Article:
"Richmond is a real scholar; Owen just learns languages because he can't bear not to know what other people are saying."--Margaret Lattimore on her two sons

User avatar
Johanna
Language Forum Moderator
Posts: 6552
Joined: 2006-09-17, 18:05
Real Name: Johanna
Gender: female
Location: Lidköping, Westrogothia
Country: SE Sweden (Sverige)

Re: Random Politics 2

Postby Johanna » 2019-06-19, 1:28

vijayjohn wrote:
Johanna wrote:We have censorship laws, now?! Those must be really strict then, since they are apparently so well-enforced that only the alt-right has ever heard of them! :shock:

My Swedish friend says the news is censored more in Sweden than in the US and that people can get suspended from Facebook for writing things that are considered too right-wing. She also says news regarding the mafia in Malmö is suddenly removed from news outlets after being published in them.

Your Swedish friend is the kind of person that takes Breitbart as gospel then. Or Avpixlat, Fria tider etc.

The kind of person that thinks that just because the New York Times or Dagens nyheter won't publish something they submitted, they are being censored.

About Facebook, it's an American site.

vijayjohn wrote:
Johanna wrote:It's not like we have the oldest unbroken tradition of freedom of the press on the planet, not at all :roll: Yeah, I know, standards were a little different in the 1700's than today, so it wouldn't be called that today probably, but since then, regulations have only gotten looser.

Oldest tradition, yes, but I'm not sure "unbroken" is an accurate assessment. Just eight years after freedom of the press was written into the Constitution, King Gustav III published a new press law requiring the king to authorize what got printed, and it seems that there were indeed censorship laws in Sweden in the 1940s

As far as laws go, yes. As far as tradition goes, we got a taste and never really let go.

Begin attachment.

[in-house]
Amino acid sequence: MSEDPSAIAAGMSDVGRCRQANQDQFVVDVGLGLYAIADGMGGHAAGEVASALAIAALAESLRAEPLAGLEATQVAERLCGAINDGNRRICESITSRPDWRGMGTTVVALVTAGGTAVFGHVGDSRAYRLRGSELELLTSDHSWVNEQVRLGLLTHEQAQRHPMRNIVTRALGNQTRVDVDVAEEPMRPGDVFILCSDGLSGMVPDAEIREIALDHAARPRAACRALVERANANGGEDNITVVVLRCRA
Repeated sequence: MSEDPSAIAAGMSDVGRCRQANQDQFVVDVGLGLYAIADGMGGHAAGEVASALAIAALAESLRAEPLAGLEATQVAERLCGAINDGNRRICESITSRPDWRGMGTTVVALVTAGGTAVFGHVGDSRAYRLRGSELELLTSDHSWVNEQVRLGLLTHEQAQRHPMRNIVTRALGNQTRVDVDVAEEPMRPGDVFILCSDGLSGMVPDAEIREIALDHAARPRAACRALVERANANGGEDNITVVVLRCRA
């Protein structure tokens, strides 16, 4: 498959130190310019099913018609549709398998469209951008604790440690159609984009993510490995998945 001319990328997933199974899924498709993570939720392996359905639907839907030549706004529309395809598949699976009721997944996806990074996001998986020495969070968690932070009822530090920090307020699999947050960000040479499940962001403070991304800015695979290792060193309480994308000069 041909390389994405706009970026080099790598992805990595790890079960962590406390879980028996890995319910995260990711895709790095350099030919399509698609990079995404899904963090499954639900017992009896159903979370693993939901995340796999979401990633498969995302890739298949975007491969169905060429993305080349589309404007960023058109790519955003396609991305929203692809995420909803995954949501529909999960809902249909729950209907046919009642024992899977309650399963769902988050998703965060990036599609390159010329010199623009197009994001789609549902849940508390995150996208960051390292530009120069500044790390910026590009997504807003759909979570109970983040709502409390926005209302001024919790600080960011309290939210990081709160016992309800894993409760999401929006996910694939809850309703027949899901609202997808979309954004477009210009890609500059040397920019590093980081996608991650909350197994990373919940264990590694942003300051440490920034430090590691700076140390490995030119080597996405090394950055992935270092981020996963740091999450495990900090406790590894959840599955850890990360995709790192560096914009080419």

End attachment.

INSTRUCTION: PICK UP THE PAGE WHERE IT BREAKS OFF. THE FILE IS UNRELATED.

vijayjohn wrote:
Johanna wrote:No one got hurt but quite a high number of apartments now need repairs

What I read is that the bomb took out two whole apartment buildings, 17 people had to be sent to the emergency room with life-threatening injuries, and more people would have been injured if most people didn't happen to be at work at the time.

My mistake, I read "no causalities", and yeah... Still, no dead so far from the largest explosion yet. Reputable Swedish sources say "25 with cuts and bruises, and the odd broken bone, 2 still in the hospital". It's a little iffy, since most local papers love their paywalls, but the evening press loves their headlines, so if someone dies, it will be announced at once.
Last edited by Johanna on 2019-06-19, 10:14, edited 1 time in total.
Swedish (sv) native; English (en) good; Norwegian (no) read fluently, understand well, speak badly; Danish (dk) read fluently, understand badly, can't speak; Faroese (fo) read some, understand a bit, speak a few sentences; German (de) French (fr) Spanish (es) forgetting; heritage language, want to understand and speak but can't.

User avatar
md0
Posts: 7534
Joined: 2010-08-08, 19:56
Country: CY Cyprus (Κύπρος / Kıbrıs)

Re: Random Politics 2

Postby md0 » 2019-06-19, 5:13

I think it won't be long before have some developments towards a two-state (dis)solution in Cyprus :?
It seems like the RoC president is conspiring with a powerful TRNC minister to prepare the ground.

https://cyprus-mail.com/2019/06/18/anas ... -the-dark/
Anastasiades-Ozersay meeting comes to light, Akinci in the dark (update 2)
A meeting between President Nicos Anastasiades and Turkish Cypriot ‘Foreign Minister’ Kudret Ozersay without leader Mustafa Akinci knowing about it has caused a rift between the two Turkish Cypriot politicians, reports said on Tuesday.